Ohio University President Roderick J. McDavis unveils the Distinguished Professor Portrait of Mark Halliday.

Photographer: Wayne Thomas


Halliday discussed the appeal of short poems.

Photographer: Wayne Thomas


Halliday shared his interpretations of several poems about insomnia.

Photographer: Wayne Thomas

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Distinguished Professor finds appeal of short poems

On Thursday, Ohio University 2011 Distinguished Professor Mark Halliday delivered his Distinguished Professor Lecture in the Margaret M. Walter Hall Rotunda.

After the opening reception, Ohio University President Roderick J. McDavis welcomed the audience and congratulated Halliday on earning the prestigious honor.

"This is just one way we recognize faculty members who reflect our highest levels of excellence," said McDavis before unveiling the Distinguished Professor portrait.

Halliday's portrait will hang with his peers' outside of the Faculty Commons on the third floor of Alden Library.

Distinguished Professor Charles Smith, named in 2010, took to the podium to introduce Halliday. He shared that early during his tenure in Athens, he attended a Halliday poetry reading at the Dairy Barn that helped deepen his roots in the Ohio University community.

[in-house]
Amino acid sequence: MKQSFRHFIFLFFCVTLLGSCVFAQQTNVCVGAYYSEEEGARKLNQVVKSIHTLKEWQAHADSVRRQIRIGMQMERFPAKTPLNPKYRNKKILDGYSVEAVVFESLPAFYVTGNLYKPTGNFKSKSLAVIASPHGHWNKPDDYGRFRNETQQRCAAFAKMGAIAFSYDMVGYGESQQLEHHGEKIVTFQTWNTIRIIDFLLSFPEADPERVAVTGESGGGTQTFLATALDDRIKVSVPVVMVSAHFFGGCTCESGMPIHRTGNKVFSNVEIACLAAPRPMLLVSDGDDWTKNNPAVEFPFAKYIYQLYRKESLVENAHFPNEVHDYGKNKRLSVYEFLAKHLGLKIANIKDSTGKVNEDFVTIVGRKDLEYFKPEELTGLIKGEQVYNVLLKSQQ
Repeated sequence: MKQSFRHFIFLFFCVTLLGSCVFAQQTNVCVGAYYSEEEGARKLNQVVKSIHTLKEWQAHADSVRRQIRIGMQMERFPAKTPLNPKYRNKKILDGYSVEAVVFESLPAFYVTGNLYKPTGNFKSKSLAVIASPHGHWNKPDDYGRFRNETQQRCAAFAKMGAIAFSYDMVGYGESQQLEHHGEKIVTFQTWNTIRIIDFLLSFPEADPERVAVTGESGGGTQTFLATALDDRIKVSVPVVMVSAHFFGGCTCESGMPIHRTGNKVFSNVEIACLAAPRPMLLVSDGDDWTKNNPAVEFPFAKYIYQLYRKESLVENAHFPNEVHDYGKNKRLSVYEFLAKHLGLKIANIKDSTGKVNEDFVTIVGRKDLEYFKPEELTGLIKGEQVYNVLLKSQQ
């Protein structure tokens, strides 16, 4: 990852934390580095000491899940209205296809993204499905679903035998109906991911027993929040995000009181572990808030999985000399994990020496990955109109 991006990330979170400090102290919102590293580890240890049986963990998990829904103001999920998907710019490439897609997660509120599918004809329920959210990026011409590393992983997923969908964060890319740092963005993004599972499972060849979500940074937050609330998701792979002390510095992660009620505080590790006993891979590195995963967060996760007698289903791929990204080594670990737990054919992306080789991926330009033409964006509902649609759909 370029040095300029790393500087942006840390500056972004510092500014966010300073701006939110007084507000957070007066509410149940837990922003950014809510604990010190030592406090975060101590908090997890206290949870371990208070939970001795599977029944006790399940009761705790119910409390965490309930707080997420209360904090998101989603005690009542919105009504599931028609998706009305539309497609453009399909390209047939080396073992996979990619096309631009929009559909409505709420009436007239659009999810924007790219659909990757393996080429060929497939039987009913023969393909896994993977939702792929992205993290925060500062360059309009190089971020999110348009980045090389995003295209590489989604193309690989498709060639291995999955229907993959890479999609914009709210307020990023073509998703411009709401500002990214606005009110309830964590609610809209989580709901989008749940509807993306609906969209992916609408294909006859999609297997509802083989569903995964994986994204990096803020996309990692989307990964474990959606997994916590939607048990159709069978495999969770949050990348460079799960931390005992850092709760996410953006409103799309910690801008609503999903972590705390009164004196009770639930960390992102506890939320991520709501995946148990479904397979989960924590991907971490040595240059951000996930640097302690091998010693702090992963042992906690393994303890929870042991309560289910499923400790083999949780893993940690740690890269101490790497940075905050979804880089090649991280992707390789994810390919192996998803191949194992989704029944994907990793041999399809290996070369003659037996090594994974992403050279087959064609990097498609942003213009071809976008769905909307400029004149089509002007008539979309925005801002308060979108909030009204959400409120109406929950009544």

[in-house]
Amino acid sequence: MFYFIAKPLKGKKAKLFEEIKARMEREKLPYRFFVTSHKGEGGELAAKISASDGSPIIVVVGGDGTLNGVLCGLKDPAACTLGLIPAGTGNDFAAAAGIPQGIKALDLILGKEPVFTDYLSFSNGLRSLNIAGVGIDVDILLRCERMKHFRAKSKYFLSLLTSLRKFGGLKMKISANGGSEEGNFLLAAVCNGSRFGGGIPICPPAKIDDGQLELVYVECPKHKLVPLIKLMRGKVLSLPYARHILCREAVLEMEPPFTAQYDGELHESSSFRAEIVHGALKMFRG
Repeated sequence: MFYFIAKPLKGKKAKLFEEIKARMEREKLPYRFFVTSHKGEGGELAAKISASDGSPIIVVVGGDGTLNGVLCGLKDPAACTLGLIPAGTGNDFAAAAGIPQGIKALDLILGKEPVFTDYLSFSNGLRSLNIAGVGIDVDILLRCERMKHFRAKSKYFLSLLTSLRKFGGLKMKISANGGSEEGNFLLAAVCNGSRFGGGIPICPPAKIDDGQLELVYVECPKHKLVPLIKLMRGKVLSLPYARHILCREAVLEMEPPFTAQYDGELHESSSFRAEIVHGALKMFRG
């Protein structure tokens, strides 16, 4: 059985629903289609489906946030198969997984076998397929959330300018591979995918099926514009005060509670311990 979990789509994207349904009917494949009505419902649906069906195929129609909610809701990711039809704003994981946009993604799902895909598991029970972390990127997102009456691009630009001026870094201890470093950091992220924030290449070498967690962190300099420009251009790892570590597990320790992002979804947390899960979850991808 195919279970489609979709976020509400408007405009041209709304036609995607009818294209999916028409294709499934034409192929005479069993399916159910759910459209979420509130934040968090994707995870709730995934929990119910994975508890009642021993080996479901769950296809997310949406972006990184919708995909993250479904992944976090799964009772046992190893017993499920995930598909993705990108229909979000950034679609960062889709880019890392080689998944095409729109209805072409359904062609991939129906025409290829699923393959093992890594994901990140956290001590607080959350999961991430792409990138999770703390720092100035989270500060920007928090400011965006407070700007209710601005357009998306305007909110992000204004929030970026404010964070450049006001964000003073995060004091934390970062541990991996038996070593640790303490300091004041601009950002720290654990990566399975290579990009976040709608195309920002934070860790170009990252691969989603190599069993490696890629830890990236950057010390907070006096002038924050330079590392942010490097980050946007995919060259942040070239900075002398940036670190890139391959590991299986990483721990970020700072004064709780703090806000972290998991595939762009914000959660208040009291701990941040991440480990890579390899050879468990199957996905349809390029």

"Each time I was uncertain where I was, I knew I was in the right place when I saw Mark," said Smith.

After being named a Distinguished Professor, Smith said he was unfamiliar with the fanfare and circumstance that attended the honor, "but now that Mark is here, I know that I am in the right place."

Halliday's lecture, "The Personal Appeal of the Short Poem," was accompanied by two poem-filled handouts that expounded on insomnia on one and self-advice on the other.

He shared that while he has probably read more than one hundred thousand short poems, poems of five pages or less, he still finds them among the most rewarding to read.

This is in part because, "A short poem is the size of a person," he said. "You come face to face with the vitality of a person."

Halliday spoke fondly about the immediacy and perceived arrogance of poems, especially short poems.

"Poems don't want to be seen as one more chapter or a footnote in human feelings," he said. "A poem says, 'I am here now.'"

He discussed that much can be said with such a distilled verbal medium. After reading several varied poems on insomnia and giving an overview of the self-advice poems provided, Halliday explained one of his reasons for enjoying short poetry.

"To read any of these poems on the right day is so like talking to a trusted friend," he said.

After the lecture, Halliday took questions from the audience, including a request for a reading of his own work.